London is home to a huge number of fantastic tourist attractions and it can be difficult to know where to begin once you arrive. The sights are almost never-ending and to make sure you leave having seen everything London has to offer, there is a great deal of sight seeing to be getting on with!
The London Eye is among the first attractions to spring to mind, and one of the most recent additions to London’s back-catalogue of spectacles. It was opened up to the public in 1999 and faced criticism from sceptics, but then went on to become one of the world’s biggest tourist attractions.
St. Paul’s Cathedral is another main attraction of London. Redesigned and rebuilt by Sir Christopher Wren in 1668, it is a fantastic example of the architecture of the renaissance period. To this day St. Paul’s Cathedral is recognised as Britain’s most iconic building.
The Tower of London is a truly fascinating place to visit, is has been where the people of London have been protected, threatened, imprisoned and even executed for over a millennium. Originally built in the 11th century by William the Conqueror to keep the rowdy citizens of London under wraps.
Battersea Power station probably isn’t something one would consider to be a famous attraction, however, since it was converted into Tate Modern, it has become far more widely renowned. It is the capital for fans of modern art and works by such noted modernists as Matisse, Dali, Picasso and perhaps most celebrated of all, Andy Warhol, are resident to it.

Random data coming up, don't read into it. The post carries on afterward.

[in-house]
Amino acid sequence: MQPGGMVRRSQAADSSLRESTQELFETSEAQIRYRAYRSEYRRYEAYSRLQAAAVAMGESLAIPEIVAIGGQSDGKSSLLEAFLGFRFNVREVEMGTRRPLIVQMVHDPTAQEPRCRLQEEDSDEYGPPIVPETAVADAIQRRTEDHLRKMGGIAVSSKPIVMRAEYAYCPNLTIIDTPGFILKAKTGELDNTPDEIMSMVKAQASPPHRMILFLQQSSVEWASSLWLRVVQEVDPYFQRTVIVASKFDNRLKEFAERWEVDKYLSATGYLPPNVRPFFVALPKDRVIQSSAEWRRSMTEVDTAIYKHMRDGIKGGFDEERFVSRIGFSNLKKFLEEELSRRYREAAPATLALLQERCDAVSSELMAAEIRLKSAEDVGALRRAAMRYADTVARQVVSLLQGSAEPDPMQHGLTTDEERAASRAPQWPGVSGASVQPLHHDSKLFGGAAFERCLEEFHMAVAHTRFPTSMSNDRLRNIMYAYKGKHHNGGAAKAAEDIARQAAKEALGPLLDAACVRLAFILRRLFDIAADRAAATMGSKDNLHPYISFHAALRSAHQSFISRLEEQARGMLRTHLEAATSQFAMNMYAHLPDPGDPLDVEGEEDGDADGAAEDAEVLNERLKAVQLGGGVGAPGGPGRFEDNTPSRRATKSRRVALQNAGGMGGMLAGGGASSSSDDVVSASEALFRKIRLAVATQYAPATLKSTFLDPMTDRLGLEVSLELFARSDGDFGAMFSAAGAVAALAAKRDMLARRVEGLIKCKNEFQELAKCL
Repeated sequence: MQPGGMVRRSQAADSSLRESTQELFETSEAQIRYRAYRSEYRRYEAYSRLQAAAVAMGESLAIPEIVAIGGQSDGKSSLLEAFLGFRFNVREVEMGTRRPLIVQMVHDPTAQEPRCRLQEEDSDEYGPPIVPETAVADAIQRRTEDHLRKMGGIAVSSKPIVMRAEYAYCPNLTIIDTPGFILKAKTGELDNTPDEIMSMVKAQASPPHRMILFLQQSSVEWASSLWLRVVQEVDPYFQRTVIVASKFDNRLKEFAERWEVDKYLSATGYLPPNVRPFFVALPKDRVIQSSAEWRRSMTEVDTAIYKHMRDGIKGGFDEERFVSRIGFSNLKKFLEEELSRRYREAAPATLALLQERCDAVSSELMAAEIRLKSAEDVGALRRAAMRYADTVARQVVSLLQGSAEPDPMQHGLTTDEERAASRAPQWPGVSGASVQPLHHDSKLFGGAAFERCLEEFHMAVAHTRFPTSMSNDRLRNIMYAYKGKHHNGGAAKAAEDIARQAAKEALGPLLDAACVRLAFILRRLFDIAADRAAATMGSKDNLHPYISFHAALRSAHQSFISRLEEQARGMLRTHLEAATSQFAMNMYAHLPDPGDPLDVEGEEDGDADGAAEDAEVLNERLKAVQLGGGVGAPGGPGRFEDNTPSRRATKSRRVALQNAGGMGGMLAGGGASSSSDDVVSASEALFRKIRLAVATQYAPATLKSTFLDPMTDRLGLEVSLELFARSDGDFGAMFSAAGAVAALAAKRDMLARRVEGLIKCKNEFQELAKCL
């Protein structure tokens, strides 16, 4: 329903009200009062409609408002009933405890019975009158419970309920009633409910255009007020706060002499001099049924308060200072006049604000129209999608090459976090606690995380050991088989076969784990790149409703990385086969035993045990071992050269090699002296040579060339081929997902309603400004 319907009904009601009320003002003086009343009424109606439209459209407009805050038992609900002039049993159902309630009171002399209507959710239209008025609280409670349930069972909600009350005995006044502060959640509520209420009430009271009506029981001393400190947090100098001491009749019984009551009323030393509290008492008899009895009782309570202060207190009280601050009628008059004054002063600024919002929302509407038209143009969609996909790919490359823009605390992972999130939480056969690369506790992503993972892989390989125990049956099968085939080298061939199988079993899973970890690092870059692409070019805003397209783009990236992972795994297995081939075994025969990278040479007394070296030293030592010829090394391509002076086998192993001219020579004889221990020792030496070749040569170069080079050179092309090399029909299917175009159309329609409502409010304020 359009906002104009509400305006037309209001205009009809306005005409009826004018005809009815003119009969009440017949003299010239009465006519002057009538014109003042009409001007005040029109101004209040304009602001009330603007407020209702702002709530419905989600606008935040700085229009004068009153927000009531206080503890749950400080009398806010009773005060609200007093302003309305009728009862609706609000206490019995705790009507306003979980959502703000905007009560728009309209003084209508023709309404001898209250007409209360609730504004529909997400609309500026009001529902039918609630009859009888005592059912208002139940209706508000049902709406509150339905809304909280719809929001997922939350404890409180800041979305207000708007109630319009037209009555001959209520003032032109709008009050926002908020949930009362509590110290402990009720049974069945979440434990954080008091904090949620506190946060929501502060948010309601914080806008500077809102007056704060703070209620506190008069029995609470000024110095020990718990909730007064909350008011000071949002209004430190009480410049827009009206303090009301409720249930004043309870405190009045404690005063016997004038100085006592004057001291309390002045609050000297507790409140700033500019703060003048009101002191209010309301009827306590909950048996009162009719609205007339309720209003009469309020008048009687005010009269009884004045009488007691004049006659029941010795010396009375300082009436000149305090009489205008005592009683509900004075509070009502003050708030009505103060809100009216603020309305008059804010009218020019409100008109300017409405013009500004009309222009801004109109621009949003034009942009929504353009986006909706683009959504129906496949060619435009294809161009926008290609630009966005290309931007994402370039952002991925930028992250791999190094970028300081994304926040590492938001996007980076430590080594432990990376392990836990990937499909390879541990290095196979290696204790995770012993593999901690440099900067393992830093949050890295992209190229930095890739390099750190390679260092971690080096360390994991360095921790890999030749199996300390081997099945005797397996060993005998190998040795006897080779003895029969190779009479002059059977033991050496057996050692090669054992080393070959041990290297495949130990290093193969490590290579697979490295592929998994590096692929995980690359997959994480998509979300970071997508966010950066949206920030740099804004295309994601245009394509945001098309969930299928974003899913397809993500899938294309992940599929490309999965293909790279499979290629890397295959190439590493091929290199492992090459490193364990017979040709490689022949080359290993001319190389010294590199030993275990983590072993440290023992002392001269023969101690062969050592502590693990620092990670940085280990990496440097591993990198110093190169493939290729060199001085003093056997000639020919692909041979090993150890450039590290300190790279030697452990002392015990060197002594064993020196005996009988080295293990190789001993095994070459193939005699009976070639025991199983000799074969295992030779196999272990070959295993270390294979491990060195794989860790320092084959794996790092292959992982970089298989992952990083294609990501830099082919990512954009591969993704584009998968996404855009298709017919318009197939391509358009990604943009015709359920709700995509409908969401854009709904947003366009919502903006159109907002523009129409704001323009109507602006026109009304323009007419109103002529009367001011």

Arguable one of the most famous London attractions is Buckingham Palace. It is one of the most instantly recognisable buildings in the world, and is the official residence of Queen Elizabeth II and the Duke of Edinburgh. An architectural and visual delight that is full of stunning works of art, although not a museum or art gallery it is open to the public for guided tours.
The Natural History Museum is the last sight that I will list here, but it is by no means the last to be seen. It was as somewhere to put all natural history items that the British Museum had (it was nearly over-flowing with them) and over time became the great museum we know it as today. It is a wonderfully spectacular building designed by Alfred Waterhouse in 1880-1881.
There are too many wondrous spectacles in London to list them all here, however, if you want to see them all, it will require more than just a day-trip, therefore, for your perfect trip to London, you will need the perfect hotel. There are hundreds of hotels in London, and finding the right one is as simple as finding a website that allows you to browse through them all.